Remember Ayrton Senna's mesmerising 1993 drive at Donington

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Did Ron Dennis foresee Hamilton's rise to glory? (2:19)

Former McLaren boss Ron Dennis remembers his first meeting with a young Lewis Hamilton. (2:19)

On one Sunday in April 1993, Ayrton Senna passed four cars on the first lap -- in the rain -- and took a lead that would never be in doubt. And yet these bare facts, dramatic as they are, do not begin to portray a mesmeric performance as the Brazilian displayed his delicacy of touch and an extraordinary ability to find grip where there appeared to be none. This went on for the best part of two hours as the 1993 European Grand Prix was played out in front of a bedraggled but captivated audience.

One way or another, Senna had also dominated most of the season thus far -- largely because there had been a point when it seemed he might not race at all. The triple world champion had been unhappy about a number of things, not least that his nemesis, Alain Prost, had signed a contract to drive for Williams-Renault, the reigning champion.

This added to Senna's uncertainty over a sixth season with McLaren, particularly as Ron Dennis had failed to secure a Renault V10 as a replacement for the glorious and sadly departed Honda V12. The alternative of a Ford V8 did not seem attractive, particularly as the deal with Ford and Cosworth had not been done until November -- unbelievably late by the standards of 1993, never mind today.

There had been hope, however, when Senna flew from Brazil to a chilly Silverstone in February and found the latest McLaren, the MP4/8, to be a gem of a car, bristling with permitted trick electronic gadgetry that would have today's engineers doing cartwheels of delight.

Away from the car, however, discussion between Britain, Brazil and the Marlboro HQ in Switzerland over Senna's fee -- rumoured to be $16 million -- had McLaren's fax machine close to burnout. Brinkmanship reached the stage where a race-by-race deal was tentatively agreed. Whatever the political footwork, McLaren would receive value for money when Senna finished second (to Prost) in South Africa and pulled off a classy win in the wet Brazilian Grand Prix. Donington was next.

The race in the Midlands had been a late substitute for the cancelled Grand Prix at Autopolis in Japan. It didn't matter that Donington had never staged a Grand Prix before; that some of the facilities would be, as a consequence, makeshift; or that this would be on Easter weekend and therefore at the mercy of Britain's fickle weather. The point was that the Grand Prix would be a dream come true for Tom Wheatcroft, the bluff and jovial owner of the tricky little track. There was an unspoken sense among the F1 community of wanting to make this happen. Besides, it beat the hell out of trekking from Sao Paulo to the back of beyond on the island of Kyushu, and then to Imola.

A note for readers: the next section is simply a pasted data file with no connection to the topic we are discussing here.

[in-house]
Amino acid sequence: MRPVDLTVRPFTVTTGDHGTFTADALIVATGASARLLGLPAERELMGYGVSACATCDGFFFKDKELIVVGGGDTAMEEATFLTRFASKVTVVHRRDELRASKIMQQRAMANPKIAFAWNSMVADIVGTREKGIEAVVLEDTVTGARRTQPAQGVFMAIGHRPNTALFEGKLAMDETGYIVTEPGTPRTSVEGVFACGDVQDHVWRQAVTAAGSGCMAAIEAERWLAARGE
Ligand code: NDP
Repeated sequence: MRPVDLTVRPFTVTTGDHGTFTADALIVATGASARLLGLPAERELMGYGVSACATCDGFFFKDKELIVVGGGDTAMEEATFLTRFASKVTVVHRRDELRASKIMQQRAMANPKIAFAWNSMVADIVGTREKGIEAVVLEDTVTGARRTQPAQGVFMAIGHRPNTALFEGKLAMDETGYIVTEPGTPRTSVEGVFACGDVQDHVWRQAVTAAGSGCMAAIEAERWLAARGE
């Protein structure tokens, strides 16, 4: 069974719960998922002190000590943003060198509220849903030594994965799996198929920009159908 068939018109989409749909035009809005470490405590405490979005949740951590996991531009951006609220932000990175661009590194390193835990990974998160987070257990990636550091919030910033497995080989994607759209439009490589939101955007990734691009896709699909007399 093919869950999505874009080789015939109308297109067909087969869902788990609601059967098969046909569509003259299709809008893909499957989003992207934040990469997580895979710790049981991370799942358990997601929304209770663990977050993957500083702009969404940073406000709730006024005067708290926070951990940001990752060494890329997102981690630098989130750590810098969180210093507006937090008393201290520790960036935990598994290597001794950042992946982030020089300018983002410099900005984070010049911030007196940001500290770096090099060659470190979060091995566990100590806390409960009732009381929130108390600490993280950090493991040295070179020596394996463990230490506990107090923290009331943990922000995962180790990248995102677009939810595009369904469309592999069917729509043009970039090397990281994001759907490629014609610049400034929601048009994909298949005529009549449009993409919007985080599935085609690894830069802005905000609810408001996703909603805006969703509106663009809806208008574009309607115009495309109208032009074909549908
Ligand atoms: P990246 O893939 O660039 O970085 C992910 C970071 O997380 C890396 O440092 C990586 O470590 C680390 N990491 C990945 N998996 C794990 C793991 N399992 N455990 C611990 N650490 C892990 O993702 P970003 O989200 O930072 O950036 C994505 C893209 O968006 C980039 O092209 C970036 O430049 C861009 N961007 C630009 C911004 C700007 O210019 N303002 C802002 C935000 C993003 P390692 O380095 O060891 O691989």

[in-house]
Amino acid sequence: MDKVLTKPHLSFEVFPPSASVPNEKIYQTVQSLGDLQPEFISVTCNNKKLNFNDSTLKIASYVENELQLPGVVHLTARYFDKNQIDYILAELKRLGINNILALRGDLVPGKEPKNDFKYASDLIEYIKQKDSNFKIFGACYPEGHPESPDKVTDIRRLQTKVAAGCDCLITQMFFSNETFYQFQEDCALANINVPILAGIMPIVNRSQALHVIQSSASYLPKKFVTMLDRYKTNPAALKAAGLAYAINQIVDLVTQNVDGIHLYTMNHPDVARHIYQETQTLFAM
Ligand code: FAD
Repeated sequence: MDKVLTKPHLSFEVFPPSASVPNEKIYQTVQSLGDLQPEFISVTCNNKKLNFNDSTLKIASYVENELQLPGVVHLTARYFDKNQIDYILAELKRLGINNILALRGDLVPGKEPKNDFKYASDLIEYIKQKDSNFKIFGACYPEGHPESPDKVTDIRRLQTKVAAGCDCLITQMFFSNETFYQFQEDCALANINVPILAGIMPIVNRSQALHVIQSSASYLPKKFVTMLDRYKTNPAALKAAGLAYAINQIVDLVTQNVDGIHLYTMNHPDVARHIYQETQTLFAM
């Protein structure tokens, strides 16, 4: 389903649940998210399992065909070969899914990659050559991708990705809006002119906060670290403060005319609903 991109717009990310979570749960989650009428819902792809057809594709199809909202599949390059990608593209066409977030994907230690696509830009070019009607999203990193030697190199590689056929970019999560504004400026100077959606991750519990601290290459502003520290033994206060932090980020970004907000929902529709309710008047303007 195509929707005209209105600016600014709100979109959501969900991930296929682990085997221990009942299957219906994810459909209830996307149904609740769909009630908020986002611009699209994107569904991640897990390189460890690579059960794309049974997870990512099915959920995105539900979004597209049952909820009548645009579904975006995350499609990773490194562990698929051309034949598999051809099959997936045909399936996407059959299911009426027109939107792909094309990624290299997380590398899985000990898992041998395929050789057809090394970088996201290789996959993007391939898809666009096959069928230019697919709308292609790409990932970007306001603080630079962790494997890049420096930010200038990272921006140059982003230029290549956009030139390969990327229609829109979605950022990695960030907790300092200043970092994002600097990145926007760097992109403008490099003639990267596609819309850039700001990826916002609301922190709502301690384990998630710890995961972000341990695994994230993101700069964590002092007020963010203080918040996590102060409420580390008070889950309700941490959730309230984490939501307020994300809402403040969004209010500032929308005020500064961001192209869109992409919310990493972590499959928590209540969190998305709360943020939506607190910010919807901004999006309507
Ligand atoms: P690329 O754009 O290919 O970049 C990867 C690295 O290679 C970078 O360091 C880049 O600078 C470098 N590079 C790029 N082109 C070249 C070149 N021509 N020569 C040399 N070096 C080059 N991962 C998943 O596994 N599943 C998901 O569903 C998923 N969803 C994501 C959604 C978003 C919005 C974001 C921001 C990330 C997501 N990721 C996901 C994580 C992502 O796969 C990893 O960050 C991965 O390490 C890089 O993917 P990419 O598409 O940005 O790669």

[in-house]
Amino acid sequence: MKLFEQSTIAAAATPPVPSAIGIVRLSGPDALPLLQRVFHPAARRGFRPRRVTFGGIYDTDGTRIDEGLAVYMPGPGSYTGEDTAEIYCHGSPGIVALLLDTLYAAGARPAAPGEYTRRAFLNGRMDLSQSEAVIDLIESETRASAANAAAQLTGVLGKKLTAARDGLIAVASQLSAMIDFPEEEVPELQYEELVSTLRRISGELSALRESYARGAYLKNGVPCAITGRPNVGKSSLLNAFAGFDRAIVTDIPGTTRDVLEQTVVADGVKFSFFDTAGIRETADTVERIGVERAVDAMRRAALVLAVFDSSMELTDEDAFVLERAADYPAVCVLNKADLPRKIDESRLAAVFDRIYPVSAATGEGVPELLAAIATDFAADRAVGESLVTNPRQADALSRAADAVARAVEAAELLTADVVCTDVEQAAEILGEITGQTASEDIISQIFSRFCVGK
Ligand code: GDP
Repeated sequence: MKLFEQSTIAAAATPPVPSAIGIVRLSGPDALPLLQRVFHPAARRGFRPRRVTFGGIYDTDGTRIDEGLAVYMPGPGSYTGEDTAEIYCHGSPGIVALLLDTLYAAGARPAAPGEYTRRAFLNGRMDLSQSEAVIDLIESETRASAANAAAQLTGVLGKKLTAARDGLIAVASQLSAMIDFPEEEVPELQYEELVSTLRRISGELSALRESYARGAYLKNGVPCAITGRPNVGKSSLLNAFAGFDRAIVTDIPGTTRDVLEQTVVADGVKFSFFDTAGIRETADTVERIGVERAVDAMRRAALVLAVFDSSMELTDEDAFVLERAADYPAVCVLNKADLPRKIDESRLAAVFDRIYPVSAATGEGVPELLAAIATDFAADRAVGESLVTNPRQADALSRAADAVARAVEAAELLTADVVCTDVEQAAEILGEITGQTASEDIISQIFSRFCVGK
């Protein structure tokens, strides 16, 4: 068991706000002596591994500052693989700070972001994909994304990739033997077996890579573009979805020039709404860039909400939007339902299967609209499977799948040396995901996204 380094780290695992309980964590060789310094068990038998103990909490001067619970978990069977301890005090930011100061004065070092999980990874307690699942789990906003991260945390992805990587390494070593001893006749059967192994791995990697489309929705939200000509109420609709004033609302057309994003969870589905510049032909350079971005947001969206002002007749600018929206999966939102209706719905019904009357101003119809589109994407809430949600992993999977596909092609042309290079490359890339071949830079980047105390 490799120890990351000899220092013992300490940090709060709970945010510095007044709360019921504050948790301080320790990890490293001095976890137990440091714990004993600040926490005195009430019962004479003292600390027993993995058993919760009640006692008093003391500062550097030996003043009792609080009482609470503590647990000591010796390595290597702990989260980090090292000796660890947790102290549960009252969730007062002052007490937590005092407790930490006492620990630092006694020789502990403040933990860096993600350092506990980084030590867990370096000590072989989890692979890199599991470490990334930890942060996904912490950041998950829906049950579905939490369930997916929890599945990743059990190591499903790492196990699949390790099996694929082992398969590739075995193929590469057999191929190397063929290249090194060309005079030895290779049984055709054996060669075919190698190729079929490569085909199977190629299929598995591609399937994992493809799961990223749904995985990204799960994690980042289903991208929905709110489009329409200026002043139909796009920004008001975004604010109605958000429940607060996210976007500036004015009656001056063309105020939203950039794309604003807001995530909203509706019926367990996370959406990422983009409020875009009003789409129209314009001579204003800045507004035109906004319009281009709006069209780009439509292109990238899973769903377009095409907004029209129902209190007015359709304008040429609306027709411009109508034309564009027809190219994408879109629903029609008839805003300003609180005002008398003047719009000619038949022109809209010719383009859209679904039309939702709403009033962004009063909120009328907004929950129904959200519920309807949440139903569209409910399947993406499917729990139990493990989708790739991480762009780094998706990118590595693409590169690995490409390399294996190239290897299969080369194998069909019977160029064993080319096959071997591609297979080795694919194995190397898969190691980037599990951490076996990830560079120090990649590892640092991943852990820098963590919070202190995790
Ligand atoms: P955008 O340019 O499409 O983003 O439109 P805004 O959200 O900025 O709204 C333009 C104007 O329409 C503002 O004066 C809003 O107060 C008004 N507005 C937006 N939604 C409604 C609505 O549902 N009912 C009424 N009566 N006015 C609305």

The sun shone on Saturday, which was bad news for Senna, quickest in the wet on the previous day but muscled down to fourth during qualifying by the more powerful Williams-Renaults of Prost and Damon Hill (in his first full season) and Michael Schumacher's Benetton-Ford. Rain on race day would be his only salvation.

As if on cue, the day dawned overcast, the only certainty being that wet weather tyres would be the right choice as cars formed on the grid. Senna made an average start and was squeezed by Schumacher, a move that gave Karl Wendlinger the chance to jump them both. The Sauber driver's moment would be exactly that.

Senna was immediately on the attack as he quickly overtook Schumacher and ran round the outside of Wendlinger as the field slithered through the downhill Craner Curves. By the time they reached the bottom he was lining up Hill, taking the Williams on the climb to McLeans. Prost stayed in front until the Melbourne Hairpin, where the red and white McLaren outbraked the blue and yellow car as if it was standing still. Job done, Senna disappeared through the spray and into a race of his own. He began lapping a couple of seconds quicker than anyone else.

Not even constantly changing conditions would disrupt this spellbinding momentum, Senna frequently staying on slicks as others gave up the struggle and returned to wets. This display of virtuosity lasted for an hour and 50 minutes. Senna came close to lapping the rest of the field, led by Hill and Prost, the Williams pair seemingly forever in the pits, perpetually paying the price for fitting the wrong tyres at the wrong time.

To say Senna enjoyed the post-race press conference would be an understatement. When Prost began to explain about an over-sensitive clutch having caused a stalled engine in one pit stop, Senna leaned across and offered to swap cars. As Prost continued, Senna put his head back, closed his eyes and feigned sleep.

Then he used the opportunity to lambast Ford for not giving McLaren the same specification V8 as that supplied on an exclusive basis to Benetton. Senna knew full well that this was part of the deal agreed by Dennis but he was not about to pass up the chance to underline that McLaren had scored two wins whereas the best Benetton could offer was third place in Brazil.

If nothing else, it was mischievous proof that the Easter weekend in 1993 had belonged to Ayrton Senna from start to finish. Of many stand-out performances, this was one was stunning.